Nanotubes for faster CT scans

Scientists at the University of North Carolina at Chapel Hill are using carbon nanotube X-rays to create computed tomography (CT) images faster and with less power than traditional scanners.



The work is another step toward developing scanners for medical imaging and homeland security that are smaller, faster, and less expensive to operate, said Otto Zhou, Professor of Materials Science at UNC.



‘The current CT scanners take images sequentially, which is slow and inefficient. Using the nanotube X-ray technology, we show the feasibility of multiplexing, taking multiple images at the same time,’ Zhou said.



The UNC team uses carbon nanotubes in this work because they can emit electrons without high heat.



Traditional CT
scanners use a single X-ray source that takes approximately 1,000 images from multiple angles by mechanically rotating either the X-ray source or the object being scanned at high speed.



In 2005, Zhou and colleagues created a scanner with multiple X-ray sources, called a multipixel scanner. The machine required no mechanical motion but switched rapidly between many X-ray sources, each taking an image of the object from a different angle in quick succession.



The team’s latest innovation combines this multiple-X-ray-source innovation with a principle called multiplexing, in which all the X-ray sources are turned on simultaneously to capture images from multiple views at the same time.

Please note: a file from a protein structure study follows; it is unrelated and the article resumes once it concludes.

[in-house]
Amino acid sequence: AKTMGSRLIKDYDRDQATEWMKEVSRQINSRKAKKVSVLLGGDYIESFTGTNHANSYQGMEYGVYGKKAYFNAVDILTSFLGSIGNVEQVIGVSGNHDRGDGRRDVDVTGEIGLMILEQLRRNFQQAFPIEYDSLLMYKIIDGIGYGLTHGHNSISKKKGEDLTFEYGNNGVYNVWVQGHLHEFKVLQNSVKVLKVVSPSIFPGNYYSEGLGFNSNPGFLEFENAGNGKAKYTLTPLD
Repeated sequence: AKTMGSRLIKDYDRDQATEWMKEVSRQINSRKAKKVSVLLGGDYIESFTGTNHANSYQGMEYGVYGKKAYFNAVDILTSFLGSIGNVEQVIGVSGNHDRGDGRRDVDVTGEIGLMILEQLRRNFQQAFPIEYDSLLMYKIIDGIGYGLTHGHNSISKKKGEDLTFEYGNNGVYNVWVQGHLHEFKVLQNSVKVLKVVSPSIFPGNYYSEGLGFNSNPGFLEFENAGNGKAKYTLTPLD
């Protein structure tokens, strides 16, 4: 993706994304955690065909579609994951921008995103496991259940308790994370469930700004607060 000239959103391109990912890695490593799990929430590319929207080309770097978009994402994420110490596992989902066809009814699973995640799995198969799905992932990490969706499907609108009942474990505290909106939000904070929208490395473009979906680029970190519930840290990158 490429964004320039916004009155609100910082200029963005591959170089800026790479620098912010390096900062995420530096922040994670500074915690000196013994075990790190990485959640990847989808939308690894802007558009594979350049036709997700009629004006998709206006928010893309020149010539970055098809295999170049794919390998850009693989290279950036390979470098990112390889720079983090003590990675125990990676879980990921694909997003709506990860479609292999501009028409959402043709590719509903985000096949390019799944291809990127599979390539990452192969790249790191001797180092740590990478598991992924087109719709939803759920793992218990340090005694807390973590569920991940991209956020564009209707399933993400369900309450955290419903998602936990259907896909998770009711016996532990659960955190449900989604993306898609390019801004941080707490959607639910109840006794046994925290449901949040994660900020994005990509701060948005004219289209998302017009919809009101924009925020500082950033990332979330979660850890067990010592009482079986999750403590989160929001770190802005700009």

‘With multiplexing, we can have all the X-ray pixels on at the same time for maybe 2 seconds. You still get all the images, only faster, and we need only about half of the original X-ray peak power,’ Zhou said.



‘What makes the multiplexing CT scanning possible is the novel multi-pixel X-ray source we developed and the ability to program each X-ray pixel electronically.’



In this study, Zhou and colleagues took images of a computer circuit board using a prototype multiplexing scanner, and then compared the images to those generated by a traditional X-ray scanner. The images showed little difference in resolution or clarity, but the prototype multiplexing scanner got the job done faster.